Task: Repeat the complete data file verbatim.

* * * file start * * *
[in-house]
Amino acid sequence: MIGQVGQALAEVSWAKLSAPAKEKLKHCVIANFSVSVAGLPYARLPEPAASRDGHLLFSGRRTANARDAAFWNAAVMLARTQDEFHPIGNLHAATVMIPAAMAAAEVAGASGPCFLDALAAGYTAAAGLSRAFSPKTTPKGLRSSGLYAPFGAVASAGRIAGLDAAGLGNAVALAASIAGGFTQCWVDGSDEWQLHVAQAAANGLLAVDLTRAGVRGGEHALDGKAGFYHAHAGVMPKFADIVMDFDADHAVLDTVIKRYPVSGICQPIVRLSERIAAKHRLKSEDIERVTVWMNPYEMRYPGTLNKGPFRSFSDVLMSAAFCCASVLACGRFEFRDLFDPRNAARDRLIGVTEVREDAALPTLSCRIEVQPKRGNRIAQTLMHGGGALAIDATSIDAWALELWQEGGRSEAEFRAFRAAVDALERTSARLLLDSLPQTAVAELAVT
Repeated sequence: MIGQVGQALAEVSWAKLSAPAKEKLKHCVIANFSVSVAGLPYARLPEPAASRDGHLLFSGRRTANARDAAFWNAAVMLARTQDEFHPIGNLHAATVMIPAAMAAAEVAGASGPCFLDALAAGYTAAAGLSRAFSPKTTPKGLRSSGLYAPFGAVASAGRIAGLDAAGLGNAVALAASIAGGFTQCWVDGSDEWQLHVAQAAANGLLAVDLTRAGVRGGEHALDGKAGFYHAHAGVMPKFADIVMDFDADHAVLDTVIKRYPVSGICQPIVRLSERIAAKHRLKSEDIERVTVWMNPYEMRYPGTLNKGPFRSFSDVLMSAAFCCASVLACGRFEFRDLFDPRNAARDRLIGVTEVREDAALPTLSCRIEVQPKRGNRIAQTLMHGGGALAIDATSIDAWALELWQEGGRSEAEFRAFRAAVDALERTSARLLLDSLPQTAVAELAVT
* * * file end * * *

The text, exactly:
[in-house]
Amino acid sequence: MIGQVGQALAEVSWAKLSAPAKEKLKHCVIANFSVSVAGLPYARLPEPAASRDGHLLFSGRRTANARDAAFWNAAVMLARTQDEFHPIGNLHAATVMIPAAMAAAEVAGASGPCFLDALAAGYTAAAGLSRAFSPKTTPKGLRSSGLYAPFGAVASAGRIAGLDAAGLGNAVALAASIAGGFTQCWVDGSDEWQLHVAQAAANGLLAVDLTRAGVRGGEHALDGKAGFYHAHAGVMPKFADIVMDFDADHAVLDTVIKRYPVSGICQPIVRLSERIAAKHRLKSEDIERVTVWMNPYEMRYPGTLNKGPFRSFSDVLMSAAFCCASVLACGRFEFRDLFDPRNAARDRLIGVTEVREDAALPTLSCRIEVQPKRGNRIAQTLMHGGGALAIDATSIDAWALELWQEGGRSEAEFRAFRAAVDALERTSARLLLDSLPQTAVAELAVT
Repeated sequence: MIGQVGQALAEVSWAKLSAPAKEKLKHCVIANFSVSVAGLPYARLPEPAASRDGHLLFSGRRTANARDAAFWNAAVMLARTQDEFHPIGNLHAATVMIPAAMAAAEVAGASGPCFLDALAAGYTAAAGLSRAFSPKTTPKGLRSSGLYAPFGAVASAGRIAGLDAAGLGNAVALAASIAGGFTQCWVDGSDEWQLHVAQAAANGLLAVDLTRAGVRGGEHALDGKAGFYHAHAGVMPKFADIVMDFDADHAVLDTVIKRYPVSGICQPIVRLSERIAAKHRLKSEDIERVTVWMNPYEMRYPGTLNKGPFRSFSDVLMSAAFCCASVLACGRFEFRDLFDPRNAARDRLIGVTEVREDAALPTLSCRIEVQPKRGNRIAQTLMHGGGALAIDATSIDAWALELWQEGGRSEAEFRAFRAAVDALERTSARLLLDSLPQTAVAELAVT